Outbreaks of infectious diseases often invite such a sharp focus on the biology of the pathogen and the need to develop new drugs and vaccines that even many experts lose sight of the fact that it’s a lack of health equity that routinely inflicts most of the suffering.
That was a key message from physician and medical anthropologist Paul Farmer PhD, MD, in his keynote address at the opening plenary of #TropMed17, where he was invited to revisit the Ebola epidemic from his perspective as a relentless advocate for health equity. The co-founder and chief strategist for the NGO Partners in Health made it clear that if the ultimate goal is to reduce the burden of disease, it is time to give health equity equal stature in the world of tropical medicine research.
“It keeps recurring again and again that when we have scientific progress, we have new vaccines, we have new diagnostics, we have new therapies, and yet we fail every time to put together an equity plan,” Farmer said.
He noted that in the outbreak of Ebola virus disease in West Africa in 2014 and 2015, the biggest threat ultimately was not the disease itself but the lack of infrastructure that could help prevent its spread and provide adequate care for those who were sick. Farmer said that disparity explains why Ebola exploded in Liberia, Sierra Leone and Guinea, yet was quickly contained when cases appeared in Nigeria and the United States.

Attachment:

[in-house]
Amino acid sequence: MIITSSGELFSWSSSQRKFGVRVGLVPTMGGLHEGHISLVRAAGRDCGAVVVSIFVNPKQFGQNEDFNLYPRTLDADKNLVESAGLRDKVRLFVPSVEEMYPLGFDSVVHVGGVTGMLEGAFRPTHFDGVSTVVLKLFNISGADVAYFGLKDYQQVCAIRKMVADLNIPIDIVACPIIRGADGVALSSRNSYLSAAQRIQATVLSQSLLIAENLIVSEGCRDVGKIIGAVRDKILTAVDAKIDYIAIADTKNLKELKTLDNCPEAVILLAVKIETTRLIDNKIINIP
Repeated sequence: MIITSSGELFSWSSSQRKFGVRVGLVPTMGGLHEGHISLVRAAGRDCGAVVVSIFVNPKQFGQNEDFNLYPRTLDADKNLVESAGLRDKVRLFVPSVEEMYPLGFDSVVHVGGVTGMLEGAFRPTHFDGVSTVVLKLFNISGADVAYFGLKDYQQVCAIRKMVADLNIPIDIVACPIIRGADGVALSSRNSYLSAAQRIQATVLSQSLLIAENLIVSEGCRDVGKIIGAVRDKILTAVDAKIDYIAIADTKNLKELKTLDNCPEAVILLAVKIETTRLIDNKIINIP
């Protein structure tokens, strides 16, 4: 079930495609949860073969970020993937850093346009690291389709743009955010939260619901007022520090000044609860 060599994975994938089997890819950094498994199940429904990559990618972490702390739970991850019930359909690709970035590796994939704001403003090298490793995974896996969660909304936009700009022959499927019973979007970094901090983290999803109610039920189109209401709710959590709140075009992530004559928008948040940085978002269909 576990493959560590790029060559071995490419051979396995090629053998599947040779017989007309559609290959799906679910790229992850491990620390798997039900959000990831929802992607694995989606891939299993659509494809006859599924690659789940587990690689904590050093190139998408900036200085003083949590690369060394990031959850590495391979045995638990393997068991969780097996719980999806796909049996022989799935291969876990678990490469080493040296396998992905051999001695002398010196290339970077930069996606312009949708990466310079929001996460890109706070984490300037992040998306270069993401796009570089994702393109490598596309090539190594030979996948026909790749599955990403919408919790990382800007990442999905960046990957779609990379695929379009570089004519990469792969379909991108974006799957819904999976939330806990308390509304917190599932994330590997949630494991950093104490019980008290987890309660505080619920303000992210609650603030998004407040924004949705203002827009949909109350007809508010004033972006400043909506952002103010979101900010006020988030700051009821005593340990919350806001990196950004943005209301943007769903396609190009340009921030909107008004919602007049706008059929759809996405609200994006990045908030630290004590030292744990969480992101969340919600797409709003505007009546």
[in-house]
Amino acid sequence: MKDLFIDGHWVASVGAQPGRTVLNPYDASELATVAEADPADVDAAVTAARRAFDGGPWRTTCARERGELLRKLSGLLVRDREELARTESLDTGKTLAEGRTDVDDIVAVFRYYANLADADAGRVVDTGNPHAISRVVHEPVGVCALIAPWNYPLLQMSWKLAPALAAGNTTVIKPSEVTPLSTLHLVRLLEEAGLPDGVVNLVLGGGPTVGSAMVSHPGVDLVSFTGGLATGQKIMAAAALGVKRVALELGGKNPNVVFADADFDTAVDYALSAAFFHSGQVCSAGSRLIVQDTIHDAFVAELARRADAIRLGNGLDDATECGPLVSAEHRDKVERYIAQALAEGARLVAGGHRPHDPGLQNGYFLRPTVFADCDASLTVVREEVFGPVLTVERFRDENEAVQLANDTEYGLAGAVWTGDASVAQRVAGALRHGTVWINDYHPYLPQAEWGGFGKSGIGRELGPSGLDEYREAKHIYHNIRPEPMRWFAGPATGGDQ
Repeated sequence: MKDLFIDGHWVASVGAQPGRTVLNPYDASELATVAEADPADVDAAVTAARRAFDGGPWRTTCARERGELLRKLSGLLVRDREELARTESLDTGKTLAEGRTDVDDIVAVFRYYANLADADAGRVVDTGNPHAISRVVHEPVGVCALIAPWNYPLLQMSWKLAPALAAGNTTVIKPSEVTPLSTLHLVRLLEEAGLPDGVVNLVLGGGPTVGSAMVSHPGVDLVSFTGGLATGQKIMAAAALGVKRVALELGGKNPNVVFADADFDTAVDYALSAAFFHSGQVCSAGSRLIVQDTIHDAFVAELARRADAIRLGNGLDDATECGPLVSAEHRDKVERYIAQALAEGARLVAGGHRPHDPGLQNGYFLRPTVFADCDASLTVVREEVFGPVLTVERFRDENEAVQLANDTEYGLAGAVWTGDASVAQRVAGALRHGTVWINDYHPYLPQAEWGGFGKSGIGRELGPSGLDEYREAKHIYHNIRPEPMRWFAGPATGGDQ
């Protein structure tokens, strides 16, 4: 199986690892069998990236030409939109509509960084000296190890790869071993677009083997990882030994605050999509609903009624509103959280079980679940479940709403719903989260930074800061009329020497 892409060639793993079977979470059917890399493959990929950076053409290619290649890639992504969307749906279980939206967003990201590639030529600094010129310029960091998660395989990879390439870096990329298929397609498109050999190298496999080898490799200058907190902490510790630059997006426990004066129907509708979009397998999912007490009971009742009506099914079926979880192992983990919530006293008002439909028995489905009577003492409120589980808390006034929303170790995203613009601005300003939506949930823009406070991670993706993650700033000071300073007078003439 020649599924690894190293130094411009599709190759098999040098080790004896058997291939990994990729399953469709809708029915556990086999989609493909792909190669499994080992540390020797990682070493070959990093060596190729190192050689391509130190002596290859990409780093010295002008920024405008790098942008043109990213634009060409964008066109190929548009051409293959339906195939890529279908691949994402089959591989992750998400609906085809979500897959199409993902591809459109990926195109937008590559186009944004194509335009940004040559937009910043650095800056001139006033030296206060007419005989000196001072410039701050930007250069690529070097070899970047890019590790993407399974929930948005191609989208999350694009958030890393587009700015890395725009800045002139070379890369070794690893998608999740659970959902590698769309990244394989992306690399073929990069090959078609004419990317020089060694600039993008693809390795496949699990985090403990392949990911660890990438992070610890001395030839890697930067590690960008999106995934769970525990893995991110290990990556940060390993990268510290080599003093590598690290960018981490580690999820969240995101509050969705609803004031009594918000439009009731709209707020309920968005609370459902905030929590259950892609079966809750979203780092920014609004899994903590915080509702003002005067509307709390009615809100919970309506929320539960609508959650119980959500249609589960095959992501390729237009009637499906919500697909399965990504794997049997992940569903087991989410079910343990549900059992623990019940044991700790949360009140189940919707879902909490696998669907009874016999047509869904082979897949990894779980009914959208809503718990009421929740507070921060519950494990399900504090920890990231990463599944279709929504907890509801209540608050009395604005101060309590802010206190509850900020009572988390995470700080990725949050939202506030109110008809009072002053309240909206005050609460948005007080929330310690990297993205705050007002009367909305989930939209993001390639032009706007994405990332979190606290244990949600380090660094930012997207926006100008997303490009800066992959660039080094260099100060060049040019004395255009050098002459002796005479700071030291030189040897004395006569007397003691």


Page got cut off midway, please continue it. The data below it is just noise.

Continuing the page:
Farmer said he noticed something similar in Haiti during the cholera outbreak that occurred in the aftermath of the 2010 earthquake. Farmer said the conventional narrative focused on the widespread damage caused by the earthquake as making Haiti more vulnerable to the spread of cholera. Yet Farmer said “that was not the case.”
“The earthquake-affected zones were among those less affected by cholera because people in camps were drinking purified water,” he said. “The most vulnerable populations were in the rural areas not affected by the earthquake.”
He said the cholera epidemic in Haiti was “in a way a humiliation” for people like him because, while as a physician he could be successful in treating individual cholera patients, “there was no way to make up for an absence of sustained investments in water and sanitation.”
For Farmer, even the term “tropical disease” can be misleading because it obscures the role of health equity as a key factor in determining who is at risk. “Latitude,” he said, “is not the primary determinate of tropical disease. Malaria used to be in Boston. It is really about poverty as much as anything else.”
Farmer believes there are many missed opportunities in failing to move aggressively, in the immediate aftermath of major disasters in poor countries, to deal with long-standing deficiencies in health systems. He said in the wake of the earthquake in Haiti, some development professionals “scoffed at the proposal” from Partners in Health and Haiti’s Ministry of Health to build a major new academic health center. Farmer said the view from the perspective of many development economists is that such investments are not “cost-effective or sustainable.”
Thanks to an outpouring of support, including a large amount of donations from US households, the project moved forward and the result was the Hôpital Universitaire de Mirebalais—HUM for short—a 205,000-square foot, 300-bed facility.
Farmer said that while development economists have their logic, his logic is simply: “If not now, when?”
“We are at a similar juncture in West Africa,” he said, where he fears an opportunity to address the fundamental problems that led to such a devastating Ebola outbreak appears to be slipping away.